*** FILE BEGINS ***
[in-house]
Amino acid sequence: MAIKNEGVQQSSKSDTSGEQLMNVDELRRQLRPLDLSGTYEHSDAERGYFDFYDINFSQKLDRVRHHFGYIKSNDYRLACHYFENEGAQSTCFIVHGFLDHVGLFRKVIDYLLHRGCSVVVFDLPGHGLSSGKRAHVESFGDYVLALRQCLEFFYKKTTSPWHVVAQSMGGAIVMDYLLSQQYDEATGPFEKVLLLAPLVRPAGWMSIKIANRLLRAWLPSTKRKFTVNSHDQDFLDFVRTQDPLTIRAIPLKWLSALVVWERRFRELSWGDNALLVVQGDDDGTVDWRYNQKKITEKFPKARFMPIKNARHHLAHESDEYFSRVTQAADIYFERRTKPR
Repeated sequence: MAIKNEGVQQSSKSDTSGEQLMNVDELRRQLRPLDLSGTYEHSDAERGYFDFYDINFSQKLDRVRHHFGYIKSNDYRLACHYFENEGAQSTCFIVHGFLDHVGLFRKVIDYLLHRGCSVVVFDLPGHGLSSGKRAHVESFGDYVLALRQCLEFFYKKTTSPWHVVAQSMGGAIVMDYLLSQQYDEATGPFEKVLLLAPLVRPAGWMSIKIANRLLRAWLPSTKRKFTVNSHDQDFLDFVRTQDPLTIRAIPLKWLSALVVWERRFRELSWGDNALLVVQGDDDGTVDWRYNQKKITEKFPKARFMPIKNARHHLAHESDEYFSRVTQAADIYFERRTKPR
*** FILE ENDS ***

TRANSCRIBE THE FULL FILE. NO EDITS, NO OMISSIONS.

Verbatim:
[in-house]
Amino acid sequence: MAIKNEGVQQSSKSDTSGEQLMNVDELRRQLRPLDLSGTYEHSDAERGYFDFYDINFSQKLDRVRHHFGYIKSNDYRLACHYFENEGAQSTCFIVHGFLDHVGLFRKVIDYLLHRGCSVVVFDLPGHGLSSGKRAHVESFGDYVLALRQCLEFFYKKTTSPWHVVAQSMGGAIVMDYLLSQQYDEATGPFEKVLLLAPLVRPAGWMSIKIANRLLRAWLPSTKRKFTVNSHDQDFLDFVRTQDPLTIRAIPLKWLSALVVWERRFRELSWGDNALLVVQGDDDGTVDWRYNQKKITEKFPKARFMPIKNARHHLAHESDEYFSRVTQAADIYFERRTKPR
Repeated sequence: MAIKNEGVQQSSKSDTSGEQLMNVDELRRQLRPLDLSGTYEHSDAERGYFDFYDINFSQKLDRVRHHFGYIKSNDYRLACHYFENEGAQSTCFIVHGFLDHVGLFRKVIDYLLHRGCSVVVFDLPGHGLSSGKRAHVESFGDYVLALRQCLEFFYKKTTSPWHVVAQSMGGAIVMDYLLSQQYDEATGPFEKVLLLAPLVRPAGWMSIKIANRLLRAWLPSTKRKFTVNSHDQDFLDFVRTQDPLTIRAIPLKWLSALVVWERRFRELSWGDNALLVVQGDDDGTVDWRYNQKKITEKFPKARFMPIKNARHHLAHESDEYFSRVTQAADIYFERRTKPR